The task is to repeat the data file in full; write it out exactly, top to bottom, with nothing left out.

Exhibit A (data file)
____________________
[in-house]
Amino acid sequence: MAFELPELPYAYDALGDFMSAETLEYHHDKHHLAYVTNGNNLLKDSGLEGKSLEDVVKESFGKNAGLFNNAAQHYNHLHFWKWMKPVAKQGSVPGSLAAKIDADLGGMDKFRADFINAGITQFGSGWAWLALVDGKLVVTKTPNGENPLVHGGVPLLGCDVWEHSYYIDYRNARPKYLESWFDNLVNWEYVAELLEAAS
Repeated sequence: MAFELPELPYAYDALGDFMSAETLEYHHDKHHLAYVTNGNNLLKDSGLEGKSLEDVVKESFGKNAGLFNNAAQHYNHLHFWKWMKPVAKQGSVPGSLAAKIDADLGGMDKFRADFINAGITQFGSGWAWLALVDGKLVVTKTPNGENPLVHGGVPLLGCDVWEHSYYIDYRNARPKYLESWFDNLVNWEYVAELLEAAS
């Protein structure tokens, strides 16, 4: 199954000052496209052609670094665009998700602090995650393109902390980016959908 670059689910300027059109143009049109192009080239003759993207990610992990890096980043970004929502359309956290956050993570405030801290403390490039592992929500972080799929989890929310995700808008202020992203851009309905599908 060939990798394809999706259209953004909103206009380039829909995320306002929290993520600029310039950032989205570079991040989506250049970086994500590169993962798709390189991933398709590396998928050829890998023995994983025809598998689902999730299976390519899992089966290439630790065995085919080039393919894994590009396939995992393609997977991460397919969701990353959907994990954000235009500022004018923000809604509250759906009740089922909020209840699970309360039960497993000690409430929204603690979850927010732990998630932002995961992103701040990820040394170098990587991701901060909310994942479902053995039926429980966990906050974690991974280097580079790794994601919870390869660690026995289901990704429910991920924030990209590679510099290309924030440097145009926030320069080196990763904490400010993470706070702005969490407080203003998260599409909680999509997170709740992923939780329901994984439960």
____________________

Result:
[in-house]
Amino acid sequence: MAFELPELPYAYDALGDFMSAETLEYHHDKHHLAYVTNGNNLLKDSGLEGKSLEDVVKESFGKNAGLFNNAAQHYNHLHFWKWMKPVAKQGSVPGSLAAKIDADLGGMDKFRADFINAGITQFGSGWAWLALVDGKLVVTKTPNGENPLVHGGVPLLGCDVWEHSYYIDYRNARPKYLESWFDNLVNWEYVAELLEAAS
Repeated sequence: MAFELPELPYAYDALGDFMSAETLEYHHDKHHLAYVTNGNNLLKDSGLEGKSLEDVVKESFGKNAGLFNNAAQHYNHLHFWKWMKPVAKQGSVPGSLAAKIDADLGGMDKFRADFINAGITQFGSGWAWLALVDGKLVVTKTPNGENPLVHGGVPLLGCDVWEHSYYIDYRNARPKYLESWFDNLVNWEYVAELLEAAS
């Protein structure tokens, strides 16, 4: 199954000052496209052609670094665009998700602090995650393109902390980016959908 670059689910300027059109143009049109192009080239003759993207990610992990890096980043970004929502359309956290956050993570405030801290403390490039592992929500972080799929989890929310995700808008202020992203851009309905599908 060939990798394809999706259209953004909103206009380039829909995320306002929290993520600029310039950032989205570079991040989506250049970086994500590169993962798709390189991933398709590396998928050829890998023995994983025809598998689902999730299976390519899992089966290439630790065995085919080039393919894994590009396939995992393609997977991460397919969701990353959907994990954000235009500022004018923000809604509250759906009740089922909020209840699970309360039960497993000690409430929204603690979850927010732990998630932002995961992103701040990820040394170098990587991701901060909310994942479902053995039926429980966990906050974690991974280097580079790794994601919870390869660690026995289901990704429910991920924030990209590679510099290309924030440097145009926030320069080196990763904490400010993470706070702005969490407080203003998260599409909680999509997170709740992923939780329901994984439960």